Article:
Aussie dollar declines – Factors that influence

I started following the Australian dollar (AUD) and tracked its exchange rate to Singapore dollar (SGD) back in March 2008. Back then the AUD/SGD rate was 1.265 (1 A$ gets 1.265 S$).

In September 2008 when the global financial crisis hit, the AUD dollar plunged to below 1 SGD dollar in October 2008. AUD/SGD declined to 0.9423 on 6 October 2008. It only began to climb from March 2009 to reach 1.2849 on 19 October 2009. Over a period of one year, Australian dollar recovered to level before the crisis.

Over next three years, the only time when Australian dollar dipped below 1.2500 was between May to September 2010. This seems to be the resistance level and it will take another economic crisis impacting Australia for AUD dollar to suffer the fate seen in 2008/2009.

Where is Aussie dollar now? As at last night (3 September 2012, 9:16 pm), AUD/SGD was 1.2770. It was declining gradually since one month ago. The peak of AUD/SGD was 1.3168 on 8 August. Since then it was downhill, a loss of 3% so far.

What is the story for this recent currency movement? The strongest reason is that China’s economic growth is slowing down and because Australia depended on China for export of iron ore and coal. With potentially weak economic growth, there is less export and capital investment inflow into Australia. Demand for Australian dollar declined as a result.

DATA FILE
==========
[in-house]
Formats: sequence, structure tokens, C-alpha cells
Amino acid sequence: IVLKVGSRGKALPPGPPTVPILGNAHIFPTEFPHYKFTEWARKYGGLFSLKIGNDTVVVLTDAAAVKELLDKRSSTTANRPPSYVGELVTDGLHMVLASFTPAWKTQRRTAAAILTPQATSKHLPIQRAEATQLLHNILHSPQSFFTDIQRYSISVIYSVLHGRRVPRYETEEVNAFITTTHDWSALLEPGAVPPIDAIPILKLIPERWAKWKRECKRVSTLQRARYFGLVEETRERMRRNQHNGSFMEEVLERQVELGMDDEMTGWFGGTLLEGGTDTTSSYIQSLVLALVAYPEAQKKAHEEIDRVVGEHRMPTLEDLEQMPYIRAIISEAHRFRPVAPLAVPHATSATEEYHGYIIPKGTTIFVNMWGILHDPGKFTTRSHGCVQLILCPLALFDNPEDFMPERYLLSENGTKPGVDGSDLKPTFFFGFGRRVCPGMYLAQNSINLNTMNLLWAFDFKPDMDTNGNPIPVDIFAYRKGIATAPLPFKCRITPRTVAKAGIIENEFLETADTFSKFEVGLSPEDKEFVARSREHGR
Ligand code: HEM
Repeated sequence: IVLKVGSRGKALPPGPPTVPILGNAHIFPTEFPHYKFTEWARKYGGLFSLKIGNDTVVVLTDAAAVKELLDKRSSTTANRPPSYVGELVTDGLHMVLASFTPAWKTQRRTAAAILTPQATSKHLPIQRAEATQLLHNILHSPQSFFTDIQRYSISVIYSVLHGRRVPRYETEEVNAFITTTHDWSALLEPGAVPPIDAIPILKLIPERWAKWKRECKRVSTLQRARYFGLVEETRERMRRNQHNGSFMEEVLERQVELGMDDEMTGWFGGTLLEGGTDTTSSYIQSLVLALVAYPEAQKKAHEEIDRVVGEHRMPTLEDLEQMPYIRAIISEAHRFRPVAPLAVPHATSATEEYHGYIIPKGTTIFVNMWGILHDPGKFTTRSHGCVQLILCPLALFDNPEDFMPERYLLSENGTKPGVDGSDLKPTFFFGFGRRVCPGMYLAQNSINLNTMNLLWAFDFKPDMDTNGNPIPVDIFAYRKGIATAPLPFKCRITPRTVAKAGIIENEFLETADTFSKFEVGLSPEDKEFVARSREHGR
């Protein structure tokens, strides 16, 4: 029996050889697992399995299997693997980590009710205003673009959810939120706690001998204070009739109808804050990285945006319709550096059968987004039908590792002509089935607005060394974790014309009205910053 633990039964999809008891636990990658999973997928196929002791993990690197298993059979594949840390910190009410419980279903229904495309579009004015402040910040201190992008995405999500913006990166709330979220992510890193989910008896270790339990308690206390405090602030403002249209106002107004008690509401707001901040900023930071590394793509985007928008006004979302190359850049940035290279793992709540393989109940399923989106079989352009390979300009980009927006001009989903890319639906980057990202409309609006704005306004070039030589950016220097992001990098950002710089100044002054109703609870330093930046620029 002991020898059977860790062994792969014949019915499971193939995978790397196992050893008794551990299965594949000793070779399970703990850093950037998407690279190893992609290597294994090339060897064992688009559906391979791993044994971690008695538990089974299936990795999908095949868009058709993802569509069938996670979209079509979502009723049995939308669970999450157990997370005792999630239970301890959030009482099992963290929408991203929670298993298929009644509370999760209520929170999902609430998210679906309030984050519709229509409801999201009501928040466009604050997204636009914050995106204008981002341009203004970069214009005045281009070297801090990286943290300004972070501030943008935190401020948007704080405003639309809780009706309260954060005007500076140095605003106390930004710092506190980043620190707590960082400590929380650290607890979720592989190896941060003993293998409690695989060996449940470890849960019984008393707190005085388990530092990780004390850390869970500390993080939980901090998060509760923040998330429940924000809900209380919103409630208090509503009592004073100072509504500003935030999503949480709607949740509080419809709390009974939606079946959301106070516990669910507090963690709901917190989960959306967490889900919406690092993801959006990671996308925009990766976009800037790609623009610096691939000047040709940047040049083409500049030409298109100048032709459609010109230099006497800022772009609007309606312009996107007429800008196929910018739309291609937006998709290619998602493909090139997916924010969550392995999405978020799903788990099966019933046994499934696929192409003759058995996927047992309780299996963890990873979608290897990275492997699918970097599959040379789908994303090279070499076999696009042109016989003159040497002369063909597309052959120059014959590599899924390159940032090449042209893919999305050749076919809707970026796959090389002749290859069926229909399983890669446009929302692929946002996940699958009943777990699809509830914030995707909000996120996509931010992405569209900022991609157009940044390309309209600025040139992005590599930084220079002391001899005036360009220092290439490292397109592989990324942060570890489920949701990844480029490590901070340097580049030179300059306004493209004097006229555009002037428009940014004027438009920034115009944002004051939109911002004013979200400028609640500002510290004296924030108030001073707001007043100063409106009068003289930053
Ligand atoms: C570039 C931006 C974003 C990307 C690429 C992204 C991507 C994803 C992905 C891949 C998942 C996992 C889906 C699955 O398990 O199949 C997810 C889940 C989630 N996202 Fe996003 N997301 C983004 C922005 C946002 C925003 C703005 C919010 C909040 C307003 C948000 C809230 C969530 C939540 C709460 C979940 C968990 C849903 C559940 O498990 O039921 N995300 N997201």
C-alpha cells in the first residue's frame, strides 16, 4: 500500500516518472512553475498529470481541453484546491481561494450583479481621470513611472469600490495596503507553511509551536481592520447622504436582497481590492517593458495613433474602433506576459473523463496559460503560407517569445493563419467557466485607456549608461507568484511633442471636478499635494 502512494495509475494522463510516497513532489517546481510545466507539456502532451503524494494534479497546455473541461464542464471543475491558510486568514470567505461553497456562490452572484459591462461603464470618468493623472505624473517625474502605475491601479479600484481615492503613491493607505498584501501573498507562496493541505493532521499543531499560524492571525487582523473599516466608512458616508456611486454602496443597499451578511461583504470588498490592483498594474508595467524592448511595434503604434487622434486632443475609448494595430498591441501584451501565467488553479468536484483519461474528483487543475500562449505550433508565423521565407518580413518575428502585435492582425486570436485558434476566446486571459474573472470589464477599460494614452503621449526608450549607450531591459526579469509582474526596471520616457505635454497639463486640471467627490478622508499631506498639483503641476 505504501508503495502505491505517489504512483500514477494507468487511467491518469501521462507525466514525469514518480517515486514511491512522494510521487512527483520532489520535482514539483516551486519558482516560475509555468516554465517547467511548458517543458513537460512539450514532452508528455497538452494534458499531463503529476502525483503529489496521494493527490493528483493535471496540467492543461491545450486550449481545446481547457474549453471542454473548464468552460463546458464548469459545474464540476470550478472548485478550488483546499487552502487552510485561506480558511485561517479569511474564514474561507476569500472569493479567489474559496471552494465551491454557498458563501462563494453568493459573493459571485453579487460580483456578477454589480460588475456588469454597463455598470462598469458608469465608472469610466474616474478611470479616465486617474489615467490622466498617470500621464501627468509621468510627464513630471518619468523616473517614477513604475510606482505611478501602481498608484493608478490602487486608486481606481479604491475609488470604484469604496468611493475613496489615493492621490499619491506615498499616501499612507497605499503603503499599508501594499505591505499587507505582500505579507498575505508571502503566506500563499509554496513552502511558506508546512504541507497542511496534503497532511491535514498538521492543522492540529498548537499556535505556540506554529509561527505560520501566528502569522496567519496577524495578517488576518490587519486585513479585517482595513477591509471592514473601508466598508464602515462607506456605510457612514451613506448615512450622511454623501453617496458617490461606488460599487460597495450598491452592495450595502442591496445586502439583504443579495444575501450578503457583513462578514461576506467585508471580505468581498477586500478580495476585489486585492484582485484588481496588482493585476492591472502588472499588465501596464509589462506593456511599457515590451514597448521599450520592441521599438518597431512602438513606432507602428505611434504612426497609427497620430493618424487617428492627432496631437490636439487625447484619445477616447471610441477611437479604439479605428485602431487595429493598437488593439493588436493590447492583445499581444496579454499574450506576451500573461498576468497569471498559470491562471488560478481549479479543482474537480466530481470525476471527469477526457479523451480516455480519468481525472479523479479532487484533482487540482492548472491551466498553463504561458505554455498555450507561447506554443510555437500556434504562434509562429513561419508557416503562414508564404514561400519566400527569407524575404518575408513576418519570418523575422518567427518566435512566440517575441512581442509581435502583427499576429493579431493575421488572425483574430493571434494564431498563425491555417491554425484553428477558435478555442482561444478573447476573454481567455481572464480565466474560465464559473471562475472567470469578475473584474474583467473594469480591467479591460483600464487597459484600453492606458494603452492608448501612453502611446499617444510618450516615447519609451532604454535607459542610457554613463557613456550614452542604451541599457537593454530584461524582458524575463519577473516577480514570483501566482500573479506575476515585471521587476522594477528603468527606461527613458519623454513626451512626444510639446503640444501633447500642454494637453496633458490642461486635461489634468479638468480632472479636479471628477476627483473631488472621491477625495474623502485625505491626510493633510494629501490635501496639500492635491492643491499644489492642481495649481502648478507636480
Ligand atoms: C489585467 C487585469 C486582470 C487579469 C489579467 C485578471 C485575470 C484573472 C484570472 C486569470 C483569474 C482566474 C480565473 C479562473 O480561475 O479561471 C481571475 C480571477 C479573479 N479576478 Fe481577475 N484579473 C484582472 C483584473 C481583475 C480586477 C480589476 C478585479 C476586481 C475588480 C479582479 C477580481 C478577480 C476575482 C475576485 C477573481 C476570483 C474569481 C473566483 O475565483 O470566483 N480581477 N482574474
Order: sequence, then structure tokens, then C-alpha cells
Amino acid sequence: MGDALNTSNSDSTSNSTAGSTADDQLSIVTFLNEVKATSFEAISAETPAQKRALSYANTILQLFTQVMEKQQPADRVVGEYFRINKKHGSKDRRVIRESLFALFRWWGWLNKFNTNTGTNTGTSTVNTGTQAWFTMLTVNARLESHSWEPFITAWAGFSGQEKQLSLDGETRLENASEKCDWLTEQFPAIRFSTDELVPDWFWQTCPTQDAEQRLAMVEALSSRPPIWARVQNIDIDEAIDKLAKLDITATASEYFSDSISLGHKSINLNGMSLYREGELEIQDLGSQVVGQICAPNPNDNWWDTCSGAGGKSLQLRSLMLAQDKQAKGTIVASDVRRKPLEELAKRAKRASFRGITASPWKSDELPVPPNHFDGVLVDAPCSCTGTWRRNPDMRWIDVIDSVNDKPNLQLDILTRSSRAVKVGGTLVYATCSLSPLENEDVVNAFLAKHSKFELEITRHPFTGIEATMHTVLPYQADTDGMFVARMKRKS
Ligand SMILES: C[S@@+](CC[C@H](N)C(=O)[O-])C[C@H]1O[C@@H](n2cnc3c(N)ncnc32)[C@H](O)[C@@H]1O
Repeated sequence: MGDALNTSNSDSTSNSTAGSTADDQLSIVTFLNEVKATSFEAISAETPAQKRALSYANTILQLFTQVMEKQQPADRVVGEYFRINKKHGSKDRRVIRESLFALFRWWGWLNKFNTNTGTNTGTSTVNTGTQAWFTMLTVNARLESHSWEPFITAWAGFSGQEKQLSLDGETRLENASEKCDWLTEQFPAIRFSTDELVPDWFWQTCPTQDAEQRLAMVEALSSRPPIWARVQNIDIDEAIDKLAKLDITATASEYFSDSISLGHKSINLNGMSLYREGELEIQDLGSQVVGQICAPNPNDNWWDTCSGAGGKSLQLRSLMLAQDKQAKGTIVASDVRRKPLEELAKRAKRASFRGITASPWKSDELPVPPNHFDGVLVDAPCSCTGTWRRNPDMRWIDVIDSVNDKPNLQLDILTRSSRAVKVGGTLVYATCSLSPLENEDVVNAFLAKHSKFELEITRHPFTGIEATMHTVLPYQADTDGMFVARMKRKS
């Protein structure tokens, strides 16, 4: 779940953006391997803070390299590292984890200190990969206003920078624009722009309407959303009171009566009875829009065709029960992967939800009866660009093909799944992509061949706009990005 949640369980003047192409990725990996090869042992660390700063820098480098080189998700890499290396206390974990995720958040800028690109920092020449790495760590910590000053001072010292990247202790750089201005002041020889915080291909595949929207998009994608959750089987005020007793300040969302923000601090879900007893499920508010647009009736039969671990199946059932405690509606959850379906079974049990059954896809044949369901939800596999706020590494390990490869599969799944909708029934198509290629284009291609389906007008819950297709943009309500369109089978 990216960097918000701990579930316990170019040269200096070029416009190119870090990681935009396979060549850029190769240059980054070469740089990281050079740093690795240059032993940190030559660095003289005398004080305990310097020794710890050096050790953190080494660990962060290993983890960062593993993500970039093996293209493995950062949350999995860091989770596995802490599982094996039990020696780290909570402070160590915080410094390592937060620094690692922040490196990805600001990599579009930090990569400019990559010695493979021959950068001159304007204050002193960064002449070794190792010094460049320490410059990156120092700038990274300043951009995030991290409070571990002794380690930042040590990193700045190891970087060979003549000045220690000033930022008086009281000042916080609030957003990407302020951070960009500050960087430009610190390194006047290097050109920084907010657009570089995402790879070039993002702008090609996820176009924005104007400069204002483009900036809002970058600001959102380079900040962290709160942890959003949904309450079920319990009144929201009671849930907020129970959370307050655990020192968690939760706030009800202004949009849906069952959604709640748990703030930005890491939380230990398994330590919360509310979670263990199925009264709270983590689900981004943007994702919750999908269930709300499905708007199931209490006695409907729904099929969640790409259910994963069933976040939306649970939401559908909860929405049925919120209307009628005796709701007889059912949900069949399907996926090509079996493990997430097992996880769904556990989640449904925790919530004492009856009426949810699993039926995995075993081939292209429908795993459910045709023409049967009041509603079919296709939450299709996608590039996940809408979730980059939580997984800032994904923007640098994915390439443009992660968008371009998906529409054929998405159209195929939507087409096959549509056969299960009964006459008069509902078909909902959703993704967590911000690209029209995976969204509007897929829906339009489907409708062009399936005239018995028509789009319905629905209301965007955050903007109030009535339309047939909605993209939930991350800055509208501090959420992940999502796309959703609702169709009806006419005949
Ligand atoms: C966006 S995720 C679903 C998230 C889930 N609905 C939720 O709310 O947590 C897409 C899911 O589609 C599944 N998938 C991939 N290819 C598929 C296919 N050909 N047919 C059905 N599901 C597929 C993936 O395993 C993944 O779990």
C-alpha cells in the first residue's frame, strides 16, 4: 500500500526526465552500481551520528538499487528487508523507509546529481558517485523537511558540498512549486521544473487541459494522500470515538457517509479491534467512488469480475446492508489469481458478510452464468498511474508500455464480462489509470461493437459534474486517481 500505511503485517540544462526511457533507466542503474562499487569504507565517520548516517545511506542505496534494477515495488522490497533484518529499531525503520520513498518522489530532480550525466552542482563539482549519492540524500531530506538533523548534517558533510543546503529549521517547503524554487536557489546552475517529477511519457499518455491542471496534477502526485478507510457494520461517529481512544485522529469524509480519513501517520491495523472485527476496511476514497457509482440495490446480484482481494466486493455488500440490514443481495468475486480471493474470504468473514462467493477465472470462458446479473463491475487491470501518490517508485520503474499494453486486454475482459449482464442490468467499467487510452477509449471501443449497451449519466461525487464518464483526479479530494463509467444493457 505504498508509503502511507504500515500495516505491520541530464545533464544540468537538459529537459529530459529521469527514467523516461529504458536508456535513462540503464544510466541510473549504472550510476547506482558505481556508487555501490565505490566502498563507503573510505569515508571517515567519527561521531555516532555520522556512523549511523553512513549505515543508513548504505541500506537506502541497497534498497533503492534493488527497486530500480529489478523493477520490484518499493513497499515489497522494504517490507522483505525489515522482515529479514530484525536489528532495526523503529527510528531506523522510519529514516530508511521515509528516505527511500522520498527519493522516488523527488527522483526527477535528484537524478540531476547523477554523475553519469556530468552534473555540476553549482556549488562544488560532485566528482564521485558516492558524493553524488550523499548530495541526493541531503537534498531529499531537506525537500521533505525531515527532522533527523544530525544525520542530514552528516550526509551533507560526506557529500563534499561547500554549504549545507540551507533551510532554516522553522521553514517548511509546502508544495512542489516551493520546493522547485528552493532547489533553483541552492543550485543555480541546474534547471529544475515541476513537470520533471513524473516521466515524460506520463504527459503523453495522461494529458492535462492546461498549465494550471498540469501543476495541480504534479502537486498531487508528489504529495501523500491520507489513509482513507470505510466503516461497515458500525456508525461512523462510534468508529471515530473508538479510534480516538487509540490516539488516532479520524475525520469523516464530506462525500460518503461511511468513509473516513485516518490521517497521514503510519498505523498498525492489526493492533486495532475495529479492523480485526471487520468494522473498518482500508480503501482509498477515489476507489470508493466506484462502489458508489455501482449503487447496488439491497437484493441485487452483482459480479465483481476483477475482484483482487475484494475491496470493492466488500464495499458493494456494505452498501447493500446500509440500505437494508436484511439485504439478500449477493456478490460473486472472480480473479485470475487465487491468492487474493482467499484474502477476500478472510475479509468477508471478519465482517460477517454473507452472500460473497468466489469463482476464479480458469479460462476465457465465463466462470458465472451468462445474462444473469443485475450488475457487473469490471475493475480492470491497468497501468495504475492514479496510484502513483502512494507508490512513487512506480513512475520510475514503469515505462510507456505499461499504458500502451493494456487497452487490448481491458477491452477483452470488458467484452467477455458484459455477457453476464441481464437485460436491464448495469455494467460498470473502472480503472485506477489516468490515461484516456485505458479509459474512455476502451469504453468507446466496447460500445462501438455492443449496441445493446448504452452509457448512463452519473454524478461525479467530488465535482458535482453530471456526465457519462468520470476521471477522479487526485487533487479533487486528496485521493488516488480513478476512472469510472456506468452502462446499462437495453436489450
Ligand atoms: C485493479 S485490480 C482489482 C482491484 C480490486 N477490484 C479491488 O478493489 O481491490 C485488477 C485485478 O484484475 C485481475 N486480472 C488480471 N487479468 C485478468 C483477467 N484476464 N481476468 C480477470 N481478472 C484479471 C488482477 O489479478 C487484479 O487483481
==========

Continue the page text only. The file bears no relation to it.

The correlation between China’s economic growth pattern and Australian dollar is in synchronisation.

As an investor, what do I hope for strengthening of Aussie dollar against Singapore dollar in the short term? First, Monetary Authority of Singapore (MAS) to weaken Singapore dollar to encourage GDP growth in Singapore. Second, there is quantitative easing (QE3) coming out from US. Capital flows to Australia for higher investment return. Third, European Central Bank (ECB) starts to purchase sovereign bonds of battled economies of Spain and Italy. This will ease pressure on these economies where debt burden is high. The global economies can sigh a relief. Lastly, there is lower inflation in Singapore. This way, MAS will have less pressure to adopt appreciation of Singapore dollar.

Copyright © 2012, limkimtong for Living Investment

The material presented is intended to be general and written in layman’s language as much as it is possible. The author shall not be liable for any direct or consequential loss arising from any use of material written. Please seek professional advice from your financial advisor or financial institutions on material written covering financial matters.

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